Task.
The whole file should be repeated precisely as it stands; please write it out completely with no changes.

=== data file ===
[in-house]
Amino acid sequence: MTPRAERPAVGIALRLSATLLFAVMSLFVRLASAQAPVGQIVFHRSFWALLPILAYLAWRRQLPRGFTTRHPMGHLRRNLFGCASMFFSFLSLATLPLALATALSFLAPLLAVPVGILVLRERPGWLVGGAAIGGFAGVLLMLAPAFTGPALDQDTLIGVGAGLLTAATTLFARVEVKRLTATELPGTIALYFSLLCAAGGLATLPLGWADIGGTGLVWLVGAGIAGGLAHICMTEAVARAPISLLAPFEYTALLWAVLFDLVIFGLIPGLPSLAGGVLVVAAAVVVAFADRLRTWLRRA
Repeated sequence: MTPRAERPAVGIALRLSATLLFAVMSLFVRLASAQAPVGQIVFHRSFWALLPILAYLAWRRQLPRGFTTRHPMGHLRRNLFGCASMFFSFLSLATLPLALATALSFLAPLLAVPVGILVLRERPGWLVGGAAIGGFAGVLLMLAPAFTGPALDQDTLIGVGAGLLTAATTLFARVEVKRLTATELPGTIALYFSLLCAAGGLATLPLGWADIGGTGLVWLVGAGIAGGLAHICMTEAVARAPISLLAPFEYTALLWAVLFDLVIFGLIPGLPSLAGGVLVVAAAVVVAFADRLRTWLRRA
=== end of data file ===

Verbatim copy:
[in-house]
Amino acid sequence: MTPRAERPAVGIALRLSATLLFAVMSLFVRLASAQAPVGQIVFHRSFWALLPILAYLAWRRQLPRGFTTRHPMGHLRRNLFGCASMFFSFLSLATLPLALATALSFLAPLLAVPVGILVLRERPGWLVGGAAIGGFAGVLLMLAPAFTGPALDQDTLIGVGAGLLTAATTLFARVEVKRLTATELPGTIALYFSLLCAAGGLATLPLGWADIGGTGLVWLVGAGIAGGLAHICMTEAVARAPISLLAPFEYTALLWAVLFDLVIFGLIPGLPSLAGGVLVVAAAVVVAFADRLRTWLRRA
Repeated sequence: MTPRAERPAVGIALRLSATLLFAVMSLFVRLASAQAPVGQIVFHRSFWALLPILAYLAWRRQLPRGFTTRHPMGHLRRNLFGCASMFFSFLSLATLPLALATALSFLAPLLAVPVGILVLRERPGWLVGGAAIGGFAGVLLMLAPAFTGPALDQDTLIGVGAGLLTAATTLFARVEVKRLTATELPGTIALYFSLLCAAGGLATLPLGWADIGGTGLVWLVGAGIAGGLAHICMTEAVARAPISLLAPFEYTALLWAVLFDLVIFGLIPGLPSLAGGVLVVAAAVVVAFADRLRTWLRRA